Lasers Help Scientists Get a Detailed Picture of the West's Snowpack

Feb 6, 2014

A new method of measuring snowpack in mountains in the Western United States uses lasers. This image shows the snow water equivalent (top image) and snow albedo, or reflectivity (bottom image) for the Tuolumne River Basin in California's Sierra Nevada in April of 2013.
Credit www.jpl.nasa.gov

Scientists in Colorado are working to improve runoff forecasting in the West so water managers can meet growing needs in the future. A growing population coupled with climate change means every drop will count. Scientists are mapping terrain and snow with lasers to provide a more accurate picture of the snowpack. It's called the NASA JPL Airborne Snow Observatory. Aspen Public Radio’s Marci Krivonen spoke with Jeff Deems, a research scientist with the University of Colorado, Boulder. He’s involved with the project.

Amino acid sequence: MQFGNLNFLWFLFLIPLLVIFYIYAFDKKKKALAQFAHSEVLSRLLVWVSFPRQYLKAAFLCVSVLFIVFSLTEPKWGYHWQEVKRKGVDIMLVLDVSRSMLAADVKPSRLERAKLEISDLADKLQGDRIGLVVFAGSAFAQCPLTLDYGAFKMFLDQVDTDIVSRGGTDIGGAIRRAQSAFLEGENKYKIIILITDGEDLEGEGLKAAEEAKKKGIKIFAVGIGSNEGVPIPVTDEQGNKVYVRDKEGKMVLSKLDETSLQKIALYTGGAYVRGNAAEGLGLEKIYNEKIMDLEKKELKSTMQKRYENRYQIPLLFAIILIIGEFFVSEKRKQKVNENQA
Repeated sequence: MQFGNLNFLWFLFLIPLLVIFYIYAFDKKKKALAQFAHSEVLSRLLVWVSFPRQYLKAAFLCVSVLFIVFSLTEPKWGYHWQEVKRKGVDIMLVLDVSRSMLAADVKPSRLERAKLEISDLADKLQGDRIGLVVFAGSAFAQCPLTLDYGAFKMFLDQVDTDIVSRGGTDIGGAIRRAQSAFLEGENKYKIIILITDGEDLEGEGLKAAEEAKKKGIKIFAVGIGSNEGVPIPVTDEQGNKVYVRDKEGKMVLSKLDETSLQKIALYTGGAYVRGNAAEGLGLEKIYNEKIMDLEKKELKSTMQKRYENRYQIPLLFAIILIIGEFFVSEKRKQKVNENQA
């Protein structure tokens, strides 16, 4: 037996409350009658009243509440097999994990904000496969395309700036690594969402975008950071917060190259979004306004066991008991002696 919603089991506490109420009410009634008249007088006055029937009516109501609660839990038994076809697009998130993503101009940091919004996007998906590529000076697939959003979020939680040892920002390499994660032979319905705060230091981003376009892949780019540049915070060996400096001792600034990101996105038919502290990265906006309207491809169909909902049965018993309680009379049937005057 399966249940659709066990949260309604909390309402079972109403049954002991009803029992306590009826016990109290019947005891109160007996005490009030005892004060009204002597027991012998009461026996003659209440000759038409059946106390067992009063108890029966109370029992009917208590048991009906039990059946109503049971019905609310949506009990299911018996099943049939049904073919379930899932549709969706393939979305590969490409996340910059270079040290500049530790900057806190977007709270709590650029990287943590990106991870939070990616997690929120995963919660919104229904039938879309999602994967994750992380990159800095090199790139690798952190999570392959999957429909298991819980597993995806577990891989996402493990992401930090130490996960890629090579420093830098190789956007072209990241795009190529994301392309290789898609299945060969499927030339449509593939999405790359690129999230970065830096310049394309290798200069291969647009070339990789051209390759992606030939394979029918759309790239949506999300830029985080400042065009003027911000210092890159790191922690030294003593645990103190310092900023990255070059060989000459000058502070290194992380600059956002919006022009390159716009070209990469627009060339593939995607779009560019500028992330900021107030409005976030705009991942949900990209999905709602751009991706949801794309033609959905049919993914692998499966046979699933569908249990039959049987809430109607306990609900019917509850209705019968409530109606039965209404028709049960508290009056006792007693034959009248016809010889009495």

TO GO: Jeff Deems, PhD - Laser Mapping of Mountain Snowpacks: NASA's Airborne Snow Observatory, ACES Hallam Lake, Free, 7:00 pm - 8:00 pm